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Montgomery County, Maryland (U.S.)

Last modified: 2014-10-06 by rick wyatt
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[Flag of Montgomery County, Maryland] image by António Martins-Tuválkin and Pierre Gay, 11 October 2007



Known Flag - indicates flag is known.
No Known Flag - indicates it is reported that there is no known flag.

Municipal flags in Montgomery County:


See also:


Flag Description

In heraldic terms, Montgomery County's flag is quartered, azure and gules, and the fess-wise division is embattled (but not the vertical or pale-wise division). The first and fourth quarters contain a fleur-de-lys or; the second and third, a ring or, presented with its stone to chief. The ring's stone is azure. Said to be based on the arms of General Richard Montgomery who was the first high ranking American officer to be killed in the American Revolution. Montgomery Co. was founded in 1776, soon after Gen. Montgomery's death. I know that Penn. and Va. also have counties named after the General. I remember the General being referred to as the first "hero" of the Revolution. Many years ago when I happened to visit the office of the county executive I saw a highly decorative warrant from the Royal College of Arms in London granting the arms to the County. It was very nicely framed under glass and most likely still there.
John C.E. Christensen and Steve Kramer, 6 September 1998

The flag uses some elements of the family arms of General Richard Montgomery for whom the County was named. It is based on the shield of the official coat of arms of Montgomery County which was designed and approved by The College of Arms in London, England and officially adopted by Bill 38-76 (now Section 1-402 of the County Code) enacted by the County Council on October 5, 1976 at the request of the County Executive.

The gold fleur-de-lis in two quarters of the flag are reminders of the French ancestry of the Montgomery family. The gold rings with blue gemstones in two quarters of the flag proclaim royal favor and protection and are found in the family coat of arms of General Montgomery's family. The indented line which separates the upper quarters of the flag from the lower quarters of the flag represents the borders of a local government.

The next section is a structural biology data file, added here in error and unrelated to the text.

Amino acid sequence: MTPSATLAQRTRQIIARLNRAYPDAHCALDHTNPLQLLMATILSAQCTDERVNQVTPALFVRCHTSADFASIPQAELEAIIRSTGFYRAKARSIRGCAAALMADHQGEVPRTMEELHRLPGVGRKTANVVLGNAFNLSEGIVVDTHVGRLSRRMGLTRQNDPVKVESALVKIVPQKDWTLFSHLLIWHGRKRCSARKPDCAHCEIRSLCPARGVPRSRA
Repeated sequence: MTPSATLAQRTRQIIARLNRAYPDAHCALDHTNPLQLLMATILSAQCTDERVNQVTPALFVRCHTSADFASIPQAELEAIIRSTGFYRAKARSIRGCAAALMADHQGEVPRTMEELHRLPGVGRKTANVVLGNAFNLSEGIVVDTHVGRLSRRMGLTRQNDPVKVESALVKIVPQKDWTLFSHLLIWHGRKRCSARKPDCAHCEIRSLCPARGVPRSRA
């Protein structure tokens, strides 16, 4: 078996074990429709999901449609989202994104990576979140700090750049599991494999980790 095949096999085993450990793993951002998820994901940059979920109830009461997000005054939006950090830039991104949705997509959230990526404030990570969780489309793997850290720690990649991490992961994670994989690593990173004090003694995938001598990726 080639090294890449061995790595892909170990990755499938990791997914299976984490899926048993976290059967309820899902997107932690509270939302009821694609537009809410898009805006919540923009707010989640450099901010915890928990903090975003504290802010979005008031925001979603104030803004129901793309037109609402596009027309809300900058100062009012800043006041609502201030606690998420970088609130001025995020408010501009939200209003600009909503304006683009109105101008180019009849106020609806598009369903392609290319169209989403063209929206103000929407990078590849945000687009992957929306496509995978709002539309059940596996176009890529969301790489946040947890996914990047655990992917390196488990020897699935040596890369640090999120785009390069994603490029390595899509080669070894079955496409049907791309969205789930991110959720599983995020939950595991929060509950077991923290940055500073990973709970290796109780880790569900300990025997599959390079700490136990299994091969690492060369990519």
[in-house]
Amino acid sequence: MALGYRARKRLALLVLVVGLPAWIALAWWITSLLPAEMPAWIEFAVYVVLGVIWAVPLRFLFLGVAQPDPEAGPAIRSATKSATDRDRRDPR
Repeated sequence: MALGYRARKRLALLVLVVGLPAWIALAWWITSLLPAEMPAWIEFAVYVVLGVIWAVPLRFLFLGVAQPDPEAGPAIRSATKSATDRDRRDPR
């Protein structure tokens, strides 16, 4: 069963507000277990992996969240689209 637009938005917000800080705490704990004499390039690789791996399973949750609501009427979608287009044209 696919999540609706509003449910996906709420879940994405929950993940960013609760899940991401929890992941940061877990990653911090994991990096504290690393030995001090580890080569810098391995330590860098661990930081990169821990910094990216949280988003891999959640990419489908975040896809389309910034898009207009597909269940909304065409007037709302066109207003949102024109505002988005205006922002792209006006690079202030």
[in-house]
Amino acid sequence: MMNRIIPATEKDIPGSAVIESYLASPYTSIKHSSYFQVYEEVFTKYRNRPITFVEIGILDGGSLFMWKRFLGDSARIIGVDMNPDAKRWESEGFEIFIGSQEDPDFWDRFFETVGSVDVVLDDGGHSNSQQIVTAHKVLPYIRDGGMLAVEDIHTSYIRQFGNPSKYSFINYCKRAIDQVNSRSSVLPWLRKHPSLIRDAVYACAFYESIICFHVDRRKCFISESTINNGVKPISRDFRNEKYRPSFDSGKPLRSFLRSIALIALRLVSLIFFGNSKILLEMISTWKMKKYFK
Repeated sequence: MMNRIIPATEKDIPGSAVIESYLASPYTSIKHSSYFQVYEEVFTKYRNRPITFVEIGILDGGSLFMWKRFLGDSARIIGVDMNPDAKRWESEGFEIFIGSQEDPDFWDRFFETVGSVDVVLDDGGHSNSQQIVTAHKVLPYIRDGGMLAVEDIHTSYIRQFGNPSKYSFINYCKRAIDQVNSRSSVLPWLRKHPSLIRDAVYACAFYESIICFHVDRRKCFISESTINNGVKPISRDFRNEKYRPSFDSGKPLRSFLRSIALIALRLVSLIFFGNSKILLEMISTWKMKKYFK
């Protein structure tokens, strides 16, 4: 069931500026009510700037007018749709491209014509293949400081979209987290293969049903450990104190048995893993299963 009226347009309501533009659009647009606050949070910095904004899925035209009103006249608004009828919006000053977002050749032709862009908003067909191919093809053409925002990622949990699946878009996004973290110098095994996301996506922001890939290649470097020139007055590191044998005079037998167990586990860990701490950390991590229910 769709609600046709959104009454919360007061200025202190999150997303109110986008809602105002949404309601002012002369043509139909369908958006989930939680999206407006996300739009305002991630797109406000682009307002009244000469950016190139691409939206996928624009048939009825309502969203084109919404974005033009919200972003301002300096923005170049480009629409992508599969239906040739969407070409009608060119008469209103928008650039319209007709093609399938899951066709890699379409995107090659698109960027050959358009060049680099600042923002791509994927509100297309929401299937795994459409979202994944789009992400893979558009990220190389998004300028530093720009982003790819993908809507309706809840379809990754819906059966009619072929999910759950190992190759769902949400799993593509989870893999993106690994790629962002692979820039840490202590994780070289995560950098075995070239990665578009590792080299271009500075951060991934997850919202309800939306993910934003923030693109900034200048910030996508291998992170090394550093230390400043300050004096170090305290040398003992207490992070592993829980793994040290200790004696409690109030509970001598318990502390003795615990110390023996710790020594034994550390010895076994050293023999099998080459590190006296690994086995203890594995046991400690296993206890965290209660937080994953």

The following specifications are used to produce the County flag:
Height to length, 2 to 3. The flag will be quartered by a crenelated line, separating the top two quarters from the two bottom quarters, and a straight vertical line, separating the left two quarters from the two right quarters. The upper left and lower right quarters shall consist of a gold fleur-de-lis on a blue background. The upper right and lower left quarters shall consist of a gold ring with a blue gem on a red background. Crenelated line formed of 11 squares, 1/11 of flag length, with center block split in middle with left side red and right side blue. Rings and fleur-de-lys to be three times as high as a block in the crenelated line with width proportional. Rings and fleur-de-lises centered horizontally on their quarters and spaced vertically so that upper and lower edge of rings and fleur-de-lys are equal distance from horizontal outside edge of quarter and nearest part of crenelated line. Red and blue should be the same shade as is used in the United States flag and gold should be same shade as is used in the Maryland State flag.

Source: Montgomery County: Our History and Government

Phil Nelson, 5 April 2002


Construction Sheet

[Flag of Montgomery County, Maryland] image by António Martins-Tuválkin and Pierre Gay, 11 October 2007

The specifications define a construction grid of 88:132 (=2:3), with rings and fleus de lis inscribed in 36×36 imaginary squares and the crenellations in a 12×12 one.
António Martins-Tuválkin, 11 October 2007


Former Flag

[Flag of Montgomery County, Maryland] image located by Vanja Poposki, 24 November 2012
Source: apps.facebook.com/wpsocialreader

"What [Judith] Welles learned about Lilly Stone and the history of Montgomery County is the subject of a new book, “Lilly Stone,” written by Welles and published in September.

Stone was born Lilly Catherine Moore on July 20, 1861, the night before the Battle of Manassas on her family farm in Cabin John. She lived until 1960, when, at age 99, she died during the Cold War, Welles said.

During those years, most notably during the last half of her life, Stone started Stoneyhurst Quarry, launched the Montgomery County Historical Society, created an early version of the Montgomery County flag and designed a three-cent postage stamp issued in 1948 honoring Francis Scott Key.

Stone could trace her ancestry back to the Revolutionary War and was a member of the Daughters of the American Revolution, Welles said.

When members of the DAR were asked to bring their county flags to the group’s general meeting of 1935, Stone learned that Montgomery didn’t have a flag. She immediately organized a committee to create one. The flag was officially dedicated May 3, 1944, and remained in use until a redesigned Montgomery flag was dedicated in 1976."
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Vanja Poposki, 24 November 2012